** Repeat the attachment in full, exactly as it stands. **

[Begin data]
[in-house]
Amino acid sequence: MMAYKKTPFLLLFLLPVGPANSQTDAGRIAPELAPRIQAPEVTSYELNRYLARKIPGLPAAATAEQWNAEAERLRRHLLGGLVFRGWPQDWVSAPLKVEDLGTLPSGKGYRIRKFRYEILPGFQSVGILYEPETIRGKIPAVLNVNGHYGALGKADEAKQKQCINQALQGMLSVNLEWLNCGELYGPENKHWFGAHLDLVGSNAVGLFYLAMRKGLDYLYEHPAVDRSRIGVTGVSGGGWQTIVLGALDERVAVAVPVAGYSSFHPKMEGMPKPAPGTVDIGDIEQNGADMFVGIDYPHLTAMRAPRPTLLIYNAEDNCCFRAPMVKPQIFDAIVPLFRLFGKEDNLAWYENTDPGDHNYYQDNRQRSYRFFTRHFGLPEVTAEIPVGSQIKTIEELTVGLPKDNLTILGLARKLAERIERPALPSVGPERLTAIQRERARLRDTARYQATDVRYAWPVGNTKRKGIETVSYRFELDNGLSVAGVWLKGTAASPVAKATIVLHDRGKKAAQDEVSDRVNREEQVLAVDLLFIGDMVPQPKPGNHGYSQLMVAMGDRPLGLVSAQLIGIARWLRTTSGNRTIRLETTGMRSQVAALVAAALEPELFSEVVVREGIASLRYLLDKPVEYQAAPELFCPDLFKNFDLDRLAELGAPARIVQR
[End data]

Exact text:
[in-house]
Amino acid sequence: MMAYKKTPFLLLFLLPVGPANSQTDAGRIAPELAPRIQAPEVTSYELNRYLARKIPGLPAAATAEQWNAEAERLRRHLLGGLVFRGWPQDWVSAPLKVEDLGTLPSGKGYRIRKFRYEILPGFQSVGILYEPETIRGKIPAVLNVNGHYGALGKADEAKQKQCINQALQGMLSVNLEWLNCGELYGPENKHWFGAHLDLVGSNAVGLFYLAMRKGLDYLYEHPAVDRSRIGVTGVSGGGWQTIVLGALDERVAVAVPVAGYSSFHPKMEGMPKPAPGTVDIGDIEQNGADMFVGIDYPHLTAMRAPRPTLLIYNAEDNCCFRAPMVKPQIFDAIVPLFRLFGKEDNLAWYENTDPGDHNYYQDNRQRSYRFFTRHFGLPEVTAEIPVGSQIKTIEELTVGLPKDNLTILGLARKLAERIERPALPSVGPERLTAIQRERARLRDTARYQATDVRYAWPVGNTKRKGIETVSYRFELDNGLSVAGVWLKGTAASPVAKATIVLHDRGKKAAQDEVSDRVNREEQVLAVDLLFIGDMVPQPKPGNHGYSQLMVAMGDRPLGLVSAQLIGIARWLRTTSGNRTIRLETTGMRSQVAALVAAALEPELFSEVVVREGIASLRYLLDKPVEYQAAPELFCPDLFKNFDLDRLAELGAPARIVQR